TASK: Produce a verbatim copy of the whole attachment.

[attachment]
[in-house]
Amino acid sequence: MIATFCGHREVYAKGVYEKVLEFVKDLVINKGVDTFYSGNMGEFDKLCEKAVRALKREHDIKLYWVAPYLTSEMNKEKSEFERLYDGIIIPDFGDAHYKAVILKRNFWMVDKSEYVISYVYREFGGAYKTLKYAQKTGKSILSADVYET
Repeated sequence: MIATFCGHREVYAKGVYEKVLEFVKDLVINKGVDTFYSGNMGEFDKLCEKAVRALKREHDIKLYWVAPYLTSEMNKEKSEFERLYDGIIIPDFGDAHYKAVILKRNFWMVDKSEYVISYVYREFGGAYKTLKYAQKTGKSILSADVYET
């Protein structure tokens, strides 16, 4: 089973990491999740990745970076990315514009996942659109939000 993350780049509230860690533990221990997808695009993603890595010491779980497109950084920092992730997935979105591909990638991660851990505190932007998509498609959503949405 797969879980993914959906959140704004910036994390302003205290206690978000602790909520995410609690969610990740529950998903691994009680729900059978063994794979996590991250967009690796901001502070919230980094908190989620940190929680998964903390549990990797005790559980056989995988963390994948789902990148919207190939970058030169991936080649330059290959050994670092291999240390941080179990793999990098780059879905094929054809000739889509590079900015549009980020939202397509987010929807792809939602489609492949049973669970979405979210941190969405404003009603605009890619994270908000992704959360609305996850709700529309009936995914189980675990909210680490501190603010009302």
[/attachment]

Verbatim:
[in-house]
Amino acid sequence: MIATFCGHREVYAKGVYEKVLEFVKDLVINKGVDTFYSGNMGEFDKLCEKAVRALKREHDIKLYWVAPYLTSEMNKEKSEFERLYDGIIIPDFGDAHYKAVILKRNFWMVDKSEYVISYVYREFGGAYKTLKYAQKTGKSILSADVYET
Repeated sequence: MIATFCGHREVYAKGVYEKVLEFVKDLVINKGVDTFYSGNMGEFDKLCEKAVRALKREHDIKLYWVAPYLTSEMNKEKSEFERLYDGIIIPDFGDAHYKAVILKRNFWMVDKSEYVISYVYREFGGAYKTLKYAQKTGKSILSADVYET
């Protein structure tokens, strides 16, 4: 089973990491999740990745970076990315514009996942659109939000 993350780049509230860690533990221990997808695009993603890595010491779980497109950084920092992730997935979105591909990638991660851990505190932007998509498609959503949405 797969879980993914959906959140704004910036994390302003205290206690978000602790909520995410609690969610990740529950998903691994009680729900059978063994794979996590991250967009690796901001502070919230980094908190989620940190929680998964903390549990990797005790559980056989995988963390994948789902990148919207190939970058030169991936080649330059290959050994670092291999240390941080179990793999990098780059879905094929054809000739889509590079900015549009980020939202397509987010929807792809939602489609492949049973669970979405979210941190969405404003009603605009890619994270908000992704959360609305996850709700529309009936995914189980675990909210680490501190603010009302």